Cybersecurity Awareness Month 2020: A Global Kick-off

October 1, 2020

  • Cybersecurity Awareness Month was launched in October 2004 to ensure that every American had the appropriate resources needed to be safe and secure online
  • The resolve to provide up-to-date online safety and security information to all global digital citizens has since expanded into a worldwide initiative supported by international governments and industries alike


The COVID-19 pandemic affected our digital lives in in previously unfathomable ways. This spring, workers moved out of office buildings and established workplaces in their homes, conducting “business as usual” from makeshift desks and repurposed spaces. At their side, school-age children were attempting to plug into virtual learning environments. Birthday parties and game nights evolved into online events and telemedicine became the norm.


The list goes on…


These dramatic shifts in “normal” activities forced organizations to overhaul their cybersecurity policies and budget for new or expanded technology to support the migrations of their most valuable assets – people. As we begin to grow accustomed to this new way of living and working – which isn’t so unfathomable anymore – October provides an opportunity to start readdressing cybersecurity best practices with our employees, their families, our customers/patients/clients/consumers and communities.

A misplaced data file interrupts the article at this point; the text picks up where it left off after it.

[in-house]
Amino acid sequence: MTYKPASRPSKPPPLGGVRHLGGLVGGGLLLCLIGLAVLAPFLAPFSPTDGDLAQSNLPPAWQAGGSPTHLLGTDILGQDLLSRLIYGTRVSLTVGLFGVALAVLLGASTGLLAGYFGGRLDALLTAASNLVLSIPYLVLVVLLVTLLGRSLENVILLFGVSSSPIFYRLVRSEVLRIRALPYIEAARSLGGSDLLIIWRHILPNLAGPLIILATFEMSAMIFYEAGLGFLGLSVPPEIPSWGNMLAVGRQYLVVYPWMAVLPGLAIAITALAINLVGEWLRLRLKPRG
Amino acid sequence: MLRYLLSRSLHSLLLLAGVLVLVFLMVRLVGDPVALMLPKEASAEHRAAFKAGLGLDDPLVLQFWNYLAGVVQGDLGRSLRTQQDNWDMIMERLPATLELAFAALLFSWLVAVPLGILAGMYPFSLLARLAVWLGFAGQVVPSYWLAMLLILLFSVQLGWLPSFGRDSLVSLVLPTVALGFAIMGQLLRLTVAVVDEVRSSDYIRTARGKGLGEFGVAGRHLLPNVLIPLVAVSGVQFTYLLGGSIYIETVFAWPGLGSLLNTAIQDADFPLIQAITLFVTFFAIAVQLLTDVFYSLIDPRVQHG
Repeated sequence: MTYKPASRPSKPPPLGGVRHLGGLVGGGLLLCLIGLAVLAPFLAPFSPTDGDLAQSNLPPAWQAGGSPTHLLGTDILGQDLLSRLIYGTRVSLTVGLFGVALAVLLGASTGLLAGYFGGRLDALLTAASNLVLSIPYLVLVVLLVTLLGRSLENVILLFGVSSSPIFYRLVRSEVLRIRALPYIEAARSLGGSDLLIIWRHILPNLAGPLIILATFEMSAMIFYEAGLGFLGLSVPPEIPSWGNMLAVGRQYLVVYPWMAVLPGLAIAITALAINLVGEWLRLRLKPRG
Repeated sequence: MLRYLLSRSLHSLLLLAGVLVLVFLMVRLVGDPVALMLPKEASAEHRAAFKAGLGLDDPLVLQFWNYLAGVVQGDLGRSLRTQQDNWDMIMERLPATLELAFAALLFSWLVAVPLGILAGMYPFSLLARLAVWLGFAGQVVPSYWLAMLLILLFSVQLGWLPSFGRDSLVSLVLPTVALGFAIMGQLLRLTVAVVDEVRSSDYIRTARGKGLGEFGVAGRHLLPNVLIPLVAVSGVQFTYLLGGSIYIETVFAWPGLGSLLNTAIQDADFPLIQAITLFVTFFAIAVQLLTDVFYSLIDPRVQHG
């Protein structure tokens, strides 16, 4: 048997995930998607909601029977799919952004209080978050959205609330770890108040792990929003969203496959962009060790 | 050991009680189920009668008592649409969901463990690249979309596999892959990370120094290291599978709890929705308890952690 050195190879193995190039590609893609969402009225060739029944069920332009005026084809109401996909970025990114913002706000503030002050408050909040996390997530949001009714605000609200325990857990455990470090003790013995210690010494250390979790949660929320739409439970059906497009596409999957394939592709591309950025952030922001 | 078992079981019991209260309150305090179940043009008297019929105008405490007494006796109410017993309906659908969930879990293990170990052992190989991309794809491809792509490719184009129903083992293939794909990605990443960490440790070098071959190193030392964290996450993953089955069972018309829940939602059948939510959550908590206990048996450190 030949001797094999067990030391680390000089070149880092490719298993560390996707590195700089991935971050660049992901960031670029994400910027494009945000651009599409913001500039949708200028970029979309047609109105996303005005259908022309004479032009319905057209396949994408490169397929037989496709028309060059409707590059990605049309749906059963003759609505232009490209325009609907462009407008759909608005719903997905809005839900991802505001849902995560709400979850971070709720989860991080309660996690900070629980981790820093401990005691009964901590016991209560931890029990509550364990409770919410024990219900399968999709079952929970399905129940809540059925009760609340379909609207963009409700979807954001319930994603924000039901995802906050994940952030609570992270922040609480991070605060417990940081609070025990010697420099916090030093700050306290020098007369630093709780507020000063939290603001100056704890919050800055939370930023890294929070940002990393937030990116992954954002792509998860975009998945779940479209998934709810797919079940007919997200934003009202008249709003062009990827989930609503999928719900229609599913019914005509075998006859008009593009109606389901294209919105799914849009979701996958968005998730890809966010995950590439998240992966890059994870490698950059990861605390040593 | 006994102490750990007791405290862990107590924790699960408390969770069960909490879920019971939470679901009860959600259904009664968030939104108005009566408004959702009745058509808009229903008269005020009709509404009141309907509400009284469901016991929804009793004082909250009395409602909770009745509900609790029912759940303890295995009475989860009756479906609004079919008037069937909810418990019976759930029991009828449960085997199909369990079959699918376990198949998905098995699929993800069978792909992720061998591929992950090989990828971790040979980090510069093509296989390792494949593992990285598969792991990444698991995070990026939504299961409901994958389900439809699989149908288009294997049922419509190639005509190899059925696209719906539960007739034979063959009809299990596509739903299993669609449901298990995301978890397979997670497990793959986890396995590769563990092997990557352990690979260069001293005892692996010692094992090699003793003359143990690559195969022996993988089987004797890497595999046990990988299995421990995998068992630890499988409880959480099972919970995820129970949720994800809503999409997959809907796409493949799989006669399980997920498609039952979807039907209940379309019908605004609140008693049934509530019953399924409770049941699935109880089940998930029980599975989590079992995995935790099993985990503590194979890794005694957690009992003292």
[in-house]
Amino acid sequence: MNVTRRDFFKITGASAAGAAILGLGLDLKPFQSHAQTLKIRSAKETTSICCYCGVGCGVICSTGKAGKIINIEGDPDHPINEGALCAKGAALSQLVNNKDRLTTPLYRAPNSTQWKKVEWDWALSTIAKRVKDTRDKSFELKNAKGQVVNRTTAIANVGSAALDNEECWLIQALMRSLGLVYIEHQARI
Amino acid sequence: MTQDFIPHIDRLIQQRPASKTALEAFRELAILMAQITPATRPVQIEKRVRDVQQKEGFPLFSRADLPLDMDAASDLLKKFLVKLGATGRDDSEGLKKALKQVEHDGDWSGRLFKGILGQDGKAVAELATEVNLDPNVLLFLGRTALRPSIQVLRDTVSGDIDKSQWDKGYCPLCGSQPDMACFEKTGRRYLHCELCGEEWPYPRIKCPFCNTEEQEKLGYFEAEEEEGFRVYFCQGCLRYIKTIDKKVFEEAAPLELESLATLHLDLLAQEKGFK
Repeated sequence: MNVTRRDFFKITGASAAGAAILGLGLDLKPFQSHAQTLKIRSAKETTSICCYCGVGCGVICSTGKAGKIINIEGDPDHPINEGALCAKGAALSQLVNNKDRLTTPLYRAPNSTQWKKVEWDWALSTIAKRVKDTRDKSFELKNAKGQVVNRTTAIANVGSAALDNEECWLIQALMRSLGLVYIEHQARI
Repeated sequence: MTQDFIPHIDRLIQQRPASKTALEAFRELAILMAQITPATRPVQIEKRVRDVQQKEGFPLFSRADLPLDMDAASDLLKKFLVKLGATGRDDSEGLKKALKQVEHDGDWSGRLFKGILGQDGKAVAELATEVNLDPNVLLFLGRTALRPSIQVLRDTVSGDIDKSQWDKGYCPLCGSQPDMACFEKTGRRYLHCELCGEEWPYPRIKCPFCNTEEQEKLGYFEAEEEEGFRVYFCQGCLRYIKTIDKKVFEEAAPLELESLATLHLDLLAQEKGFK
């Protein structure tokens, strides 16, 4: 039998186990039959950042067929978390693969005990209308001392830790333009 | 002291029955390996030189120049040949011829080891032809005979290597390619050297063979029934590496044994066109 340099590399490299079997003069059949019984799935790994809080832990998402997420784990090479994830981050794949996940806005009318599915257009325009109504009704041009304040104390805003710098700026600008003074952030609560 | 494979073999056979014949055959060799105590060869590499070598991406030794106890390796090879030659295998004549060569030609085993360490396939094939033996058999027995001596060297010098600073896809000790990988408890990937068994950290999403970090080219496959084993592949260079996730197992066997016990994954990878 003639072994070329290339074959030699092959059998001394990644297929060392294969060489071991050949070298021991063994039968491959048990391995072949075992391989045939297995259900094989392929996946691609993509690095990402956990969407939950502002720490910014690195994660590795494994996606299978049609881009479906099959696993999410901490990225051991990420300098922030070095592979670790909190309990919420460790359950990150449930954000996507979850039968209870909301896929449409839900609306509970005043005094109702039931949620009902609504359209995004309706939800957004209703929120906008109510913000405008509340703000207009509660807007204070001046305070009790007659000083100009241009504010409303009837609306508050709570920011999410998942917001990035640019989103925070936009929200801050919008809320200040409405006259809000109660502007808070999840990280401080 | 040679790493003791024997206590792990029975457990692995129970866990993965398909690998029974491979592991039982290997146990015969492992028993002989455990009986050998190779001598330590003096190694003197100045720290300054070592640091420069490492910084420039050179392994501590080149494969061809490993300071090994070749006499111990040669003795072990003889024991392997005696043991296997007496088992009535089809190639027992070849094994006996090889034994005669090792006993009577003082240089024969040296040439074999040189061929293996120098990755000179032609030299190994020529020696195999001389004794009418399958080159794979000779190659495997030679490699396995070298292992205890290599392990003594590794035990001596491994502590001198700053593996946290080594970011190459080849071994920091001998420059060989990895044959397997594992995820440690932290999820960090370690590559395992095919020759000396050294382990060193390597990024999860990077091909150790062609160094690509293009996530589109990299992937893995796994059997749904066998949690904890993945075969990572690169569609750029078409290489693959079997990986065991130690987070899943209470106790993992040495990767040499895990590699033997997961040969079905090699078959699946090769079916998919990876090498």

Most global Cybersecurity Awareness Month initiatives revolve around a yearly theme and weekly topics of focus. Below is a table of some of the various themes around the globe for 2020.


  United States Canada Europe
2020 Theme or Focus Do Your Part. #BeCyberSmart Devices Think Before U Click
Week 1: October 1-3 Official Kick-Off Taking Stock: Take inventory of devices, their purpose, and your usage Cyber Scams: Focus on phishing, business email compromise, and online shopping fraud awareness